existing inventory for sale, a large millennial demographic entering their prime
home-buying years, interest rates remaining below long-term historical averages,
the continued remote work evolution, high home equity levels and an aging
existing housing stock supporting repair and remodel demand. These fundamentals
are key drivers for our business, and we continue to expect that lumber prices
will remain structurally higher than long-term historical averages due to
continued lumber demand and tight supply. Rising construction costs, a
persistently tight labor pool, supply chain challenges and consumer concerns
about rising mortgage rates could negatively impact the pace of housing starts
and repair and remodel projects.

Inflation has impacted our business, especially for fuel, energy and repair and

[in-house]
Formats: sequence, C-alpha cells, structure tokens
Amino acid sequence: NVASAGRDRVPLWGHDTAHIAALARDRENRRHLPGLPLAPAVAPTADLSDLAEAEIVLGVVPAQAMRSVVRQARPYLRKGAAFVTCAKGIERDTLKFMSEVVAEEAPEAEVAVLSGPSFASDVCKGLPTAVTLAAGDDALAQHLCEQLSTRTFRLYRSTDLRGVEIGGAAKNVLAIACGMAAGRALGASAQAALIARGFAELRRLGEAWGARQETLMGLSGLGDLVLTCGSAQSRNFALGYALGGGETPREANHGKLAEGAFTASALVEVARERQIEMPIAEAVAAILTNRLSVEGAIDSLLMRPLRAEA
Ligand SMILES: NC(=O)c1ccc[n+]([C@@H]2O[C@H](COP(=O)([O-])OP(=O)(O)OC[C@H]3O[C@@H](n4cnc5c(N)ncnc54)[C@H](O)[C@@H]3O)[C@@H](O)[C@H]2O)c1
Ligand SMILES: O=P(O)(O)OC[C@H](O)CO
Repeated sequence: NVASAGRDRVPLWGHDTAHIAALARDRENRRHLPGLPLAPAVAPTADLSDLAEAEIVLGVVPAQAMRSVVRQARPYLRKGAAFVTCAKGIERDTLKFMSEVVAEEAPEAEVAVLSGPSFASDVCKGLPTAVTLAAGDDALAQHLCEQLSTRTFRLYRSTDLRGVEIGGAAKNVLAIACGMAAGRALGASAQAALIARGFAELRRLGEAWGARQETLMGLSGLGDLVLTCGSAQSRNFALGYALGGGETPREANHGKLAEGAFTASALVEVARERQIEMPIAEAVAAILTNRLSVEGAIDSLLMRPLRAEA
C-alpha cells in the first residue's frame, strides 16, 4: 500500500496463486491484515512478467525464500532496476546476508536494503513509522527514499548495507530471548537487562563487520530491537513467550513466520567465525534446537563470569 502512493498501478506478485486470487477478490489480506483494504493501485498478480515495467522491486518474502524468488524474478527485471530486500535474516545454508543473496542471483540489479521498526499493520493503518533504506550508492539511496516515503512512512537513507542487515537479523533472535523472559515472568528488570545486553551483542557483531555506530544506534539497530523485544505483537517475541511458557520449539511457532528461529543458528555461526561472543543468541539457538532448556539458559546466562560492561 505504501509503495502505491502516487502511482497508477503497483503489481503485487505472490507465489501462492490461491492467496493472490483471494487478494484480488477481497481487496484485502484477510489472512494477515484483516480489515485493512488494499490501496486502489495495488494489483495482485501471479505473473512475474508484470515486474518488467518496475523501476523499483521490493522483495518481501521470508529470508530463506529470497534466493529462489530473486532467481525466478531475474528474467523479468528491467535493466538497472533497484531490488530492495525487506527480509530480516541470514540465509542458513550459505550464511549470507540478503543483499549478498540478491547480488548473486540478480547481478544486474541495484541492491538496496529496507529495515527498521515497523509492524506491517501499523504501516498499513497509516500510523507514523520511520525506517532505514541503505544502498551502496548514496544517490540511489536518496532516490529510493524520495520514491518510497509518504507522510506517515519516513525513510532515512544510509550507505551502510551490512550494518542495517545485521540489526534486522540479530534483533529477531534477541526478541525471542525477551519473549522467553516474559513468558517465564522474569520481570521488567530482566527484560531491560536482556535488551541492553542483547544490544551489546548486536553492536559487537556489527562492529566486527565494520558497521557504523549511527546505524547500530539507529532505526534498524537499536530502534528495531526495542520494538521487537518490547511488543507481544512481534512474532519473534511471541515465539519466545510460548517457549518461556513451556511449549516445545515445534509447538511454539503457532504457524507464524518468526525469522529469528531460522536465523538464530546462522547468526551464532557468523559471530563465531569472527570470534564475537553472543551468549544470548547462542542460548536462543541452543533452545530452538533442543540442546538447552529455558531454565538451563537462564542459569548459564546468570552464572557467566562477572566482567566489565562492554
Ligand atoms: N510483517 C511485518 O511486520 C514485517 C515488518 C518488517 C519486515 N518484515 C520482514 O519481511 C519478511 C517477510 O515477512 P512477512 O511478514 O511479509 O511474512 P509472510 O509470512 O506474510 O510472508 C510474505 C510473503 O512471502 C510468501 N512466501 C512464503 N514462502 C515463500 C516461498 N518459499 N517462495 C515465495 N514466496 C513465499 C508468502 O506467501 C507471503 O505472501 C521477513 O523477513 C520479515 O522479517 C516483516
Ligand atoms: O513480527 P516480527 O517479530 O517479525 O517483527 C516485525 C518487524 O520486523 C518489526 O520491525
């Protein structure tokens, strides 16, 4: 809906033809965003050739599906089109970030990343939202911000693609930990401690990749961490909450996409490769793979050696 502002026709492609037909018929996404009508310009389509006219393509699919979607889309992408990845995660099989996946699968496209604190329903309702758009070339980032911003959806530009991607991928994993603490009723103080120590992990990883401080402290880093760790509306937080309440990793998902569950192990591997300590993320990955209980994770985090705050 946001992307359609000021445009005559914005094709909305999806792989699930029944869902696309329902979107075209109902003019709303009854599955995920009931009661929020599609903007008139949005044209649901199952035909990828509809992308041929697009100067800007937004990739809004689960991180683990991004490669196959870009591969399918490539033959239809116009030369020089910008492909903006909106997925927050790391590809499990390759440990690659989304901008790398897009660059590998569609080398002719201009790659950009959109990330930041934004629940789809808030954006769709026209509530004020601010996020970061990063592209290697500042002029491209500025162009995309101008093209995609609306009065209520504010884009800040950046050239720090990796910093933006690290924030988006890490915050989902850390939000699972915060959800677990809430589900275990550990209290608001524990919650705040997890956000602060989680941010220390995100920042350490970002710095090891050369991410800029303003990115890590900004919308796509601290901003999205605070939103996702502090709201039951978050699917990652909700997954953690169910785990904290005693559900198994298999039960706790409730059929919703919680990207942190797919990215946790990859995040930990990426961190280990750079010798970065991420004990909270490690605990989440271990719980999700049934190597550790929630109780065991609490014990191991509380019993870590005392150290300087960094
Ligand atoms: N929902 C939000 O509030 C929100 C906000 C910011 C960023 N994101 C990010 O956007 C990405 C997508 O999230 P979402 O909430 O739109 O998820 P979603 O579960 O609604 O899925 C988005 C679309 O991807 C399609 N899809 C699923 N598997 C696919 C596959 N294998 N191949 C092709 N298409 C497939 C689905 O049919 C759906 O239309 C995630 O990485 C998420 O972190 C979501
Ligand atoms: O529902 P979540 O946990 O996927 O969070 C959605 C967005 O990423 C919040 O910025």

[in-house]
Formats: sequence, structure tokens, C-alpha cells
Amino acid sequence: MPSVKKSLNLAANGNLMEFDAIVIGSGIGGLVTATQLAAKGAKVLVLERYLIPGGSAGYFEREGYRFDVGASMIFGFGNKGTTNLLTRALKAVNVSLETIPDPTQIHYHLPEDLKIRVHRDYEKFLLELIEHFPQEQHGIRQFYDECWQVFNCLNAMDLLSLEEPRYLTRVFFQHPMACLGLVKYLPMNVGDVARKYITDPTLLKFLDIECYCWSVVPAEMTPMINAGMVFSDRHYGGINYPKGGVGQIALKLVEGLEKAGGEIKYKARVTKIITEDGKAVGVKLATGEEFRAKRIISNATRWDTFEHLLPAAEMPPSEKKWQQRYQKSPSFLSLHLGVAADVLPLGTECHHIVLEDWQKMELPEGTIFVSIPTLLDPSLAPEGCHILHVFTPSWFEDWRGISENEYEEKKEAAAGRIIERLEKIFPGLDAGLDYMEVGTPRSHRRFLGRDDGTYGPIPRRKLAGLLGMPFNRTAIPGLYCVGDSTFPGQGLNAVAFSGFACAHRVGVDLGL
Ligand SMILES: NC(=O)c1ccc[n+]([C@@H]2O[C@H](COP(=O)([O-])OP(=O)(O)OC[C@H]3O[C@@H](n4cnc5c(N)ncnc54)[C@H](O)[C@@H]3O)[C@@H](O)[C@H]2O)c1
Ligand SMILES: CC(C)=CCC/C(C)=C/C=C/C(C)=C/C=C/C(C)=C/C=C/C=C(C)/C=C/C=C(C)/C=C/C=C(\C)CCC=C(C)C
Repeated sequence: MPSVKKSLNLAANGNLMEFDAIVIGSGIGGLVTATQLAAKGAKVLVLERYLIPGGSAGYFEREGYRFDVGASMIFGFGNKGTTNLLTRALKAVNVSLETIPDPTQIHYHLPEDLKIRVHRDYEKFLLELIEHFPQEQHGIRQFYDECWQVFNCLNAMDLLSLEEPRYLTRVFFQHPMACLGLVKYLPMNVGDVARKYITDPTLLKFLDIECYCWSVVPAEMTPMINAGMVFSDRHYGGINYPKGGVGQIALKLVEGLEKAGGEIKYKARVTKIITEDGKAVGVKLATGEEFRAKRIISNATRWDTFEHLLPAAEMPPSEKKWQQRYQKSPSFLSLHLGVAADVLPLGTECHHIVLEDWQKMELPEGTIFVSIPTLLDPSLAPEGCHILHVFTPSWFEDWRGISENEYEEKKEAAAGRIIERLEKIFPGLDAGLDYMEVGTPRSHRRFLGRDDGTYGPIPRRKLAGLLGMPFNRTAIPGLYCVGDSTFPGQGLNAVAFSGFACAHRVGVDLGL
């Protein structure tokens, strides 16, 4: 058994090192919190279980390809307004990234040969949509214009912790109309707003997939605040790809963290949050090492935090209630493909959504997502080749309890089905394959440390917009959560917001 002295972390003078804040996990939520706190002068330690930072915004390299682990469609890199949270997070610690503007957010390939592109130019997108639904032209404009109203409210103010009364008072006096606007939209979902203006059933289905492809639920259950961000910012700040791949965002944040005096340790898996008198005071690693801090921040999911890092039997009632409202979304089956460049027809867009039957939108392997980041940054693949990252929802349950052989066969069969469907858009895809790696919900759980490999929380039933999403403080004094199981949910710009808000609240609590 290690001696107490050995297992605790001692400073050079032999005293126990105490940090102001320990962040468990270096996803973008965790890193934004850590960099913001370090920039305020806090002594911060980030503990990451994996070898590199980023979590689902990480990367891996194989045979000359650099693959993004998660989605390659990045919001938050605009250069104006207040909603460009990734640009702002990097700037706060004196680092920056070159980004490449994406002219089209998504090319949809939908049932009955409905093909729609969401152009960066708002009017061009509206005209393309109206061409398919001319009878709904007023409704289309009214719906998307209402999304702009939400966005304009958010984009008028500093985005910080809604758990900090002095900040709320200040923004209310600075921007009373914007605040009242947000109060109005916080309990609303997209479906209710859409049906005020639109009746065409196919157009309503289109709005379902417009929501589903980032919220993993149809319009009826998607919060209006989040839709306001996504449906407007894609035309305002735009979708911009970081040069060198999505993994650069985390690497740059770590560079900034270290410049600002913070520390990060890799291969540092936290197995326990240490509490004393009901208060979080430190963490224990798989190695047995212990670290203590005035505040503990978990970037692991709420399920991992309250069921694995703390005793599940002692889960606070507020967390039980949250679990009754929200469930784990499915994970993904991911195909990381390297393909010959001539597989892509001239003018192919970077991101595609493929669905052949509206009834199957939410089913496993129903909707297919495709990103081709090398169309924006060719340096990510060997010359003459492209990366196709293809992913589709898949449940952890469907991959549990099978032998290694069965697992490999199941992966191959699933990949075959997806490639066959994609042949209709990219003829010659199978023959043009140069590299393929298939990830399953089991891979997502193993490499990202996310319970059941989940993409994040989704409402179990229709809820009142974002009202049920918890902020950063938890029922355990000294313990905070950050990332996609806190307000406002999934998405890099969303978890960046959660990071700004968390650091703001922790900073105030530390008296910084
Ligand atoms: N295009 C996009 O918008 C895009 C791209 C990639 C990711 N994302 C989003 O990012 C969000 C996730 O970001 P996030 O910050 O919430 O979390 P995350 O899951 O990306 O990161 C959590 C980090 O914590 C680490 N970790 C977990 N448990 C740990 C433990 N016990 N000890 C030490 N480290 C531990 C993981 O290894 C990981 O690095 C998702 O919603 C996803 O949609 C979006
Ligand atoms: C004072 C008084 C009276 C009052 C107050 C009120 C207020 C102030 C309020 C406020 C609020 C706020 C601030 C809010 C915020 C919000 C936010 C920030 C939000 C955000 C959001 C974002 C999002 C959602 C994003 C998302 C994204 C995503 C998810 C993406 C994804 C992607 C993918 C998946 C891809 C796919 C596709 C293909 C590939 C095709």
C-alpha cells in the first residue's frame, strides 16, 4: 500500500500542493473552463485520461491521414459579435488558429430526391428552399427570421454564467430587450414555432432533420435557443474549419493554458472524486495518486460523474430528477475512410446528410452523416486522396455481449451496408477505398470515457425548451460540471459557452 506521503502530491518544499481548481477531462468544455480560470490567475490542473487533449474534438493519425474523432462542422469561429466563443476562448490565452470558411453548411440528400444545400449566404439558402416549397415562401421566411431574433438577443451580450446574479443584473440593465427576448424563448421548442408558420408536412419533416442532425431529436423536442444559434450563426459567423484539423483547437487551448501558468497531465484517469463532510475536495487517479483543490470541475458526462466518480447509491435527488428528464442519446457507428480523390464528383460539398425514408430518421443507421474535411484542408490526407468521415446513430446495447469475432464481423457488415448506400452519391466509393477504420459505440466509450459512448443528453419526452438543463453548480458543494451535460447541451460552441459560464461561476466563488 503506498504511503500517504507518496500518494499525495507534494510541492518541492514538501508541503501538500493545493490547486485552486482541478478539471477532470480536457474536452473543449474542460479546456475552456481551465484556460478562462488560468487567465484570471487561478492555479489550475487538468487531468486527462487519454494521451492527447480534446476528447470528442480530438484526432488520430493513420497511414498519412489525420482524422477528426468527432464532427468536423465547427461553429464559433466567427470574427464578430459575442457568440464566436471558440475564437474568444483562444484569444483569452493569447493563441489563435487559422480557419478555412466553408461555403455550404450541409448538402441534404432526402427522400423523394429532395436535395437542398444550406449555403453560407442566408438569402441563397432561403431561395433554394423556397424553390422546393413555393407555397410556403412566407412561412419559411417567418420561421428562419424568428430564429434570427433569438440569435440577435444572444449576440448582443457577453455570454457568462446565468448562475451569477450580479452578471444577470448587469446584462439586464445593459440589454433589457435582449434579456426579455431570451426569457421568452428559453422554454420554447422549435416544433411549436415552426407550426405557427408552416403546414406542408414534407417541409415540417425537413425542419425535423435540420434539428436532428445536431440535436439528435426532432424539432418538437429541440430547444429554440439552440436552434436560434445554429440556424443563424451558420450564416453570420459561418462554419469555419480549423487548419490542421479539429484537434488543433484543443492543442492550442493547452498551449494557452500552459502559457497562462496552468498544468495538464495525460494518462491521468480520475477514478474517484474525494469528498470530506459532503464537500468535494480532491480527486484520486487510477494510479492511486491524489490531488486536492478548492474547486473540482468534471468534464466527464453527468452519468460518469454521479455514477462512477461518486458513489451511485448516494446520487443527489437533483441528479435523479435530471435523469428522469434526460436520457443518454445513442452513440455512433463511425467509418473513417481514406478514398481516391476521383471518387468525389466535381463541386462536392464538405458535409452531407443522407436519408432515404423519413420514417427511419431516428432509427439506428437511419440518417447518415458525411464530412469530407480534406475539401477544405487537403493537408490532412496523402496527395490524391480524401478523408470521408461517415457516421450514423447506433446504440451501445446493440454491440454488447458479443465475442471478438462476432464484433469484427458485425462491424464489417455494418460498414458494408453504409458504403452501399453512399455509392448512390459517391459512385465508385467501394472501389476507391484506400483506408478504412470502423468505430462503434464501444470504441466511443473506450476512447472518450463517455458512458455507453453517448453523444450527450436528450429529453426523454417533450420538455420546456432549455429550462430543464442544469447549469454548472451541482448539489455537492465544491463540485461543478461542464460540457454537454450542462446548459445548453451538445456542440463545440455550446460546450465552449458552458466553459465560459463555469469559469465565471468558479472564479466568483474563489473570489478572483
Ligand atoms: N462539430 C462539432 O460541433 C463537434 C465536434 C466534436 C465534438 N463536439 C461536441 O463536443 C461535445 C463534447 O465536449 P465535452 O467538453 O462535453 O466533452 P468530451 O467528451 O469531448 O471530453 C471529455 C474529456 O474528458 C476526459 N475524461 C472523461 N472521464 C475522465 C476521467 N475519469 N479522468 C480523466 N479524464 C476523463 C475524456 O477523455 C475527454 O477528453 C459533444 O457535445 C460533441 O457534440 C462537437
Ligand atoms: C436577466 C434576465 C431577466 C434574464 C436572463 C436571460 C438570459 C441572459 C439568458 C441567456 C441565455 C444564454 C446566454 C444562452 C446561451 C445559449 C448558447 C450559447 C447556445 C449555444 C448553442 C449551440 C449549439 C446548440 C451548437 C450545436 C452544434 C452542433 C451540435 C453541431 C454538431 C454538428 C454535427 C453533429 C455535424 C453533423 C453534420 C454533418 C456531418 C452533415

maintenance costs, although we believe there are offsetting impacts including
wood product prices and our timberland's effectiveness as an inflation hedge.
Over the last twelve months, the Consumer Price Index (all items) increased by
8.5 percent before seasonal adjustments, while the Producer Price Index (final
demand) increased by 11.2 percent on an unadjusted basis. Additionally,
transportation challenges rising from shortage of truck and railcar availability
linger in certain markets. These transportation issues could lead to higher
freight costs and shipping challenges through the foreseeable future.

In our Timberlands segment, sawlog prices benefitted from Idaho sawlog prices
being indexed on a four-week lag to lumber prices, continued strong Northern
cedar sawlog prices, increased demand for Southern pine sawlogs and a higher mix
of prime sawlogs harvested on recently acquired timberlands. Our Southern
harvest volume of 1.1 million tons in the first quarter of 2022 was higher than
the first quarter of 2021, primarily due to favorable harvest conditions. We
expect to harvest between 1.1 and 1.3 million tons during the second quarter,